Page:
Ferrari First to Market with Apple CarPlay, Mercedes to Offer Retrofit Solution by Year End

For tech geeks, the biggest news to come out of the Geneva motor show doesn’t involve carbon fiber, massive braking capability, or horsepower. It’s the arrival of CarPlay, Apple’s new system that integrates any fifth-generation iPhone or newer with a vehicle’s infotainment system. As we mentioned in our initial report, Mercedes-Benz will offer CarPlay in the 2015 C-class, but ultimately it was Ferrari who made the loudest noise about CarPlay on the floor in Geneva.

The day before the first press day in Geneva, we’d been scheduled for a sneak peek at the fully operational CarPlay in an all-new C-class. That was canceled at the very last moment, and it wasn’t long before speculation emerged of an Apple executive being perturbed by the size of an unspecified Benz logo in the infotainment system.

Smelling blood in the water, Ferrari invited Apple iOS marketing chief Greg Joswiak to appear onstage with Ferrari chairman Luca di Montezemolo for Ferrari’s Tuesday morning press conference, the latter boldly stating that the “Ferrari FF is the first car in the world available with Apple’s CarPlay. As of tomorrow, you may buy a Ferrari FF with Apple’s CarPlay. Soon, Ferrari will have a new supply of vehicles to choose from, including the new Ferrari California T, and all of them will be available with Apple CarPlay.”

To be fair, Mercedes claims only to be first German premium automotive manufacturer to bring Apple’s CarPlay infotainment system into cars. Benz is, however, so far alone in its announcement that it will make retroactive installations of CarPlay available to owners of earlier models, hopefully by the end of this year, as reported by 9TO5Mac. While Android-based connectivity solutions are in the works, Apple isn’t taking a breather: According to 9TO5Mac, Apple’s recently released iOS 7.1 software update includes CarPlay-specific improvements.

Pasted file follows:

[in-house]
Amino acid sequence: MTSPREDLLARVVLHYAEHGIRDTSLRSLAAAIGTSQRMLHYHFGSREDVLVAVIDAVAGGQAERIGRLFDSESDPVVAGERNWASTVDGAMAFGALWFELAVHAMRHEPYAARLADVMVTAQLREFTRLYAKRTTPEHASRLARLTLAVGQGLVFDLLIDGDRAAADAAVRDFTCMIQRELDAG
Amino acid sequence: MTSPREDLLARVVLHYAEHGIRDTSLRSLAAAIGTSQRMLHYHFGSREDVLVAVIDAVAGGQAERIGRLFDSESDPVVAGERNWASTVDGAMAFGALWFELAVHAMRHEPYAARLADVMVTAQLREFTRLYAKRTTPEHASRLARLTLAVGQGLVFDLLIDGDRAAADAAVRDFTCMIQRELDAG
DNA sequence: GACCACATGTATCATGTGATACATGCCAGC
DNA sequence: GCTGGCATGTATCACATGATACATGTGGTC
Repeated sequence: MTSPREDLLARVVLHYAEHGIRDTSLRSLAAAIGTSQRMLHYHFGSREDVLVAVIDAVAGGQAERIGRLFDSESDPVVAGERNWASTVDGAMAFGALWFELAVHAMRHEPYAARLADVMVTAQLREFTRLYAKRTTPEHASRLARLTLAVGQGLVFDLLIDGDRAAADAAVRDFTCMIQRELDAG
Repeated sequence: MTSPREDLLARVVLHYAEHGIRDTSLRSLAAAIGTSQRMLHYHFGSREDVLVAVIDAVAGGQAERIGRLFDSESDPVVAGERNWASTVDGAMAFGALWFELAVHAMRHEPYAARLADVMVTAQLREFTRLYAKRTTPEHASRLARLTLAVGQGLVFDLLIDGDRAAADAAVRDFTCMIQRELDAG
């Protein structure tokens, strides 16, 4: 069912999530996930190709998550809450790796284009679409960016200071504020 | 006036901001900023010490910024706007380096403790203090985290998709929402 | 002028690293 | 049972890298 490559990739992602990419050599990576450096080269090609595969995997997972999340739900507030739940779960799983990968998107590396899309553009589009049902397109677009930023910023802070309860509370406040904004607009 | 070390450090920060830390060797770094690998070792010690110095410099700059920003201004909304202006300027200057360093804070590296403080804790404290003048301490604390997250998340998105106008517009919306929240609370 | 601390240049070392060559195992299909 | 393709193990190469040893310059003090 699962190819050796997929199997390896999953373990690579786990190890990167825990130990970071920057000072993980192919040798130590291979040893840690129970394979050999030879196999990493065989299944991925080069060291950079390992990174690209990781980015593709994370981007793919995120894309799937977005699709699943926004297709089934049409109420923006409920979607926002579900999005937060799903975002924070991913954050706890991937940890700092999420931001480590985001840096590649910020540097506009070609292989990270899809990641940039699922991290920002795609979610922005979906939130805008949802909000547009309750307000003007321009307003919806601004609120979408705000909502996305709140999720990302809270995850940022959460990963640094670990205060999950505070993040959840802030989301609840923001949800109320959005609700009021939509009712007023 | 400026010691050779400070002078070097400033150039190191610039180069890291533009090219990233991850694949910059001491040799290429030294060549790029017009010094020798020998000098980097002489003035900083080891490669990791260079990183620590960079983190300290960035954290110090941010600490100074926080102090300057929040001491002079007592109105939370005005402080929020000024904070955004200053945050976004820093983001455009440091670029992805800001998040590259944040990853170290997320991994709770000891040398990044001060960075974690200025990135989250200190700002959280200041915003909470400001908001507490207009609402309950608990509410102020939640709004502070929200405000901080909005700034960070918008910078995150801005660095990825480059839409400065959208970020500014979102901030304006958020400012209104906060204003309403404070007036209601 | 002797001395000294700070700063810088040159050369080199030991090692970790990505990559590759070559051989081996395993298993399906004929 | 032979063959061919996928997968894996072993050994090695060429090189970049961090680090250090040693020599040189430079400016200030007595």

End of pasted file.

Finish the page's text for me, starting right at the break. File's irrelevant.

While Volvo—whose CarPlay integration will debut in its upcoming XC90—and Ferrari use touch screens extensively, the Mercedes system, which communicates through a Lightning connection (no Bluetooth yet), relies on the COMAND knob or the new touchpad to navigate Apple’s interface. (At least in the new C-class; it’s possible other models could include further touch-screen integration.) The start-up screen reveals a reasonable facsimile of the iOS home screen, and Siri is fully functional, including the dictation of text messages. For a full demo, watch the video below.

We’ve long felt that lengthy automotive development cycles are by nature out of sync with the perpetually evolving technology market, and it makes perfect sense to place the most fickle pieces of the on-board technology puzzle—the user-facing software and operating systems—in easily updatable and comparatively inexpensive portable personal devices. Could Apple’s CarPlay be the system that finally integrates them fully enough to free automakers from developing and supporting proprietary systems that are often outdated within a year of launch while eliminating redundant hardware? Probably not.

However, if an aftermarket supplier were to come up with a unit that offered full Apple CarPlay capability, we suspect there would be no shortage of takers—across a pretty widespread cross section of vehicle applications. Anyone care to guess what might be hot at CES next year?

Written by Lewis Shaw

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